Figure 9a shows surface BRDF effects on Mcr for a moderately polluted troposphere as a function of VZA along the principal plane. In the backward-scattering direction, BRDF Mcr is higher by 5–20 %. The higher surface BRDF reflectance and TOA reflectance makes the retrieval more sensitive to the NO2 in the boundary layer. In the forward-scattering direction, BRDF Mcr is lower by 5–15 %.
Figure 9b shows surface BRDF effects on w and Fig. 9c shows the combined effect on total tropospheric M of changes in Mcr and in w in a partly cloudy scene with a ceff(Lamb.)=0.1. In the backward-scattering direction, tropospheric M is 9–30 % higher when accounting for surface BRDF effects. The decrease in ceff (and hence w) makes the retrieval more sensitive to the NO2 below the cloud. In the forward-scattering direction, tropospheric M is 14 %–22 % lower when accounting for surface BRDF effects because of the stronger screening effect by the higher BRDF ceff. The surface BRDF effect on w enhances the effect on the clear-sky AMF by up to 10 % in both the forward and backward-scattering directions.
Figure 10 shows surface BRDF effects on total tropospheric M in partly cloudy scenes with increasing cloudiness for the specific combination of (θ, , 30∘) in the principal plane, representative of typical GOME-2 or OMI measurements. For a polluted troposphere (represented by stars), the total effect of accounting for surface BRDF is to increase M in the backward-scattering direction (Fig. 10a) and to reduce M in the forward-scattering direction (Fig. 10b). Average relative differences of about 15 % for Mcr increase up to 25 %–40 % for low cloud fractions (below 0.1) (see Fig. S5 in the Supplement). The effect decreases for higher cloud fractions, with relative differences below 10 % for cloud fractions higher than 0.5. For a lower bias in ceff (e.g. 0.02), the effect on M reduces to about 15 %–20 %, which is still a considerable effect.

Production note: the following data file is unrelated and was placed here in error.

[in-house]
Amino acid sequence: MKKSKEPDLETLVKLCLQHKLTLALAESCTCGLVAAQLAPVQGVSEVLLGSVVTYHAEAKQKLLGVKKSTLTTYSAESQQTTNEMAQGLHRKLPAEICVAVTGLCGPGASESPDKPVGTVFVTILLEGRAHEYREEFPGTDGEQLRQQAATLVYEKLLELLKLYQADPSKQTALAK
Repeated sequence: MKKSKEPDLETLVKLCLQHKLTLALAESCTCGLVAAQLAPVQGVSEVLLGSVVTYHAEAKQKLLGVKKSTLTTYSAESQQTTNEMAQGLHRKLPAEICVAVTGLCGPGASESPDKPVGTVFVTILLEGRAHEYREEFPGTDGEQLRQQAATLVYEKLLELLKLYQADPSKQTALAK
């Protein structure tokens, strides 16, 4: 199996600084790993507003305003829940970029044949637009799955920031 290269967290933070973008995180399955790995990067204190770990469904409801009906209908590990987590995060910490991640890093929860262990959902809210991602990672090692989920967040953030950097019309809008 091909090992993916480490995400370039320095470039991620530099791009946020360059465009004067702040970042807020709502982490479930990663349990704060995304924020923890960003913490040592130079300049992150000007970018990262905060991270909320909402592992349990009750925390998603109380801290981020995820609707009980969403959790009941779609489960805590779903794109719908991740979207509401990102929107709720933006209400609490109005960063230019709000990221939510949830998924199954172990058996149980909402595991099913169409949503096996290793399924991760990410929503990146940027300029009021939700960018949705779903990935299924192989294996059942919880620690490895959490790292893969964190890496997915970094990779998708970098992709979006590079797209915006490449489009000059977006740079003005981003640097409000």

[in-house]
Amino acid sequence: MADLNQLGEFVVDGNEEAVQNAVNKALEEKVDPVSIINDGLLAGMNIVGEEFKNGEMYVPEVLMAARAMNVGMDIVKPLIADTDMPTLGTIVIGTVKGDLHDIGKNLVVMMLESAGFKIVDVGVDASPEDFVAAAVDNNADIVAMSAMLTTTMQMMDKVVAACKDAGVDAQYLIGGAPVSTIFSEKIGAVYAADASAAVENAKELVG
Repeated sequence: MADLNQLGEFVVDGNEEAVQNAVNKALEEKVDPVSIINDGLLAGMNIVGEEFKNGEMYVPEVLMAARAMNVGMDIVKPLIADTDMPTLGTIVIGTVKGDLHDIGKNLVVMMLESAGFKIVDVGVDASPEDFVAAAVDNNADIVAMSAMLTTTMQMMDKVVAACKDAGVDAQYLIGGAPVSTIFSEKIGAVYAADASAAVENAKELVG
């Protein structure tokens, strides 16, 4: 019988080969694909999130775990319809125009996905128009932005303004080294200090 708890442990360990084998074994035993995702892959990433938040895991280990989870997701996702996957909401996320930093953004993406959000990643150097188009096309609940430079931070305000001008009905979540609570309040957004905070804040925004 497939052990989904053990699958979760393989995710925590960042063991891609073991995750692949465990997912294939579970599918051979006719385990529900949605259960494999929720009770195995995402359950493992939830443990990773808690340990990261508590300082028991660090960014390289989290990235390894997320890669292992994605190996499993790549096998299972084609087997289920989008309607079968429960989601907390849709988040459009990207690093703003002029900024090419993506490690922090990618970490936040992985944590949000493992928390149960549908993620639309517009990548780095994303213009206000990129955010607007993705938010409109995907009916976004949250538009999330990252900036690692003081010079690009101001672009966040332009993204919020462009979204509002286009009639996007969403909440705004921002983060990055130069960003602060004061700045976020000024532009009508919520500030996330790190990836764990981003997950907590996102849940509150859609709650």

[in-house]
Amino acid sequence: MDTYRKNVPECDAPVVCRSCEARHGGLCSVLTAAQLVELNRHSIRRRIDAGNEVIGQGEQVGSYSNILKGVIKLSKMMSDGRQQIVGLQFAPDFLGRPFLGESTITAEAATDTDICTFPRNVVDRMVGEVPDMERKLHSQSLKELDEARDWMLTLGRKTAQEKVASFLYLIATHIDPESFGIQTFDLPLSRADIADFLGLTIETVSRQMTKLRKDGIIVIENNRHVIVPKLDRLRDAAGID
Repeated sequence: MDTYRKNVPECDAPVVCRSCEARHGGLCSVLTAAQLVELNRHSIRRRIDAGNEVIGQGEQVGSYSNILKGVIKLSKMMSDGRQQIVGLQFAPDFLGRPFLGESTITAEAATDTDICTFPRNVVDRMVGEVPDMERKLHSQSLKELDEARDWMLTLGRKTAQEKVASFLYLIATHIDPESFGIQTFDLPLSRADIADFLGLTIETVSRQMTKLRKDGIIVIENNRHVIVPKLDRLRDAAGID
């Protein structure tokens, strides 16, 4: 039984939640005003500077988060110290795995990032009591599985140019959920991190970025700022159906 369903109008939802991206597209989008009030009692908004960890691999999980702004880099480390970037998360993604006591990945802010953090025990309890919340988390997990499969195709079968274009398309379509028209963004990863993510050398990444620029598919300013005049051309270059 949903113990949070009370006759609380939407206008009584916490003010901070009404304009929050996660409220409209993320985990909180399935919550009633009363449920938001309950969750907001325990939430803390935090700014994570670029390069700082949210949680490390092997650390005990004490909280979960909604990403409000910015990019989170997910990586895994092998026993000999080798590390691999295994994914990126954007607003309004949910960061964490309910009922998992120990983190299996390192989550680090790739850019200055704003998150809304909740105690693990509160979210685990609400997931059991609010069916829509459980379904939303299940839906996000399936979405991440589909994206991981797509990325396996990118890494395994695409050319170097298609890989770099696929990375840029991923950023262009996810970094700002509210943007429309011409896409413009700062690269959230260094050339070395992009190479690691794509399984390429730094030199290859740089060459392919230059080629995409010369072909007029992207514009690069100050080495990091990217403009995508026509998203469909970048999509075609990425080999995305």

For an unpolluted troposphere, surface BRDF effects on Mcr are in the same direction as in the polluted case but smaller (−7 % to +11 %). In a partly cloudy scene, Lambertian and BRDF tropospheric M are similar within −3 % to 7 %. Because there is very little NO2 below the cloud, the effect of a change in w counteracts (and largely cancels) the effect on the clear-sky AMF (circles in Fig. 10).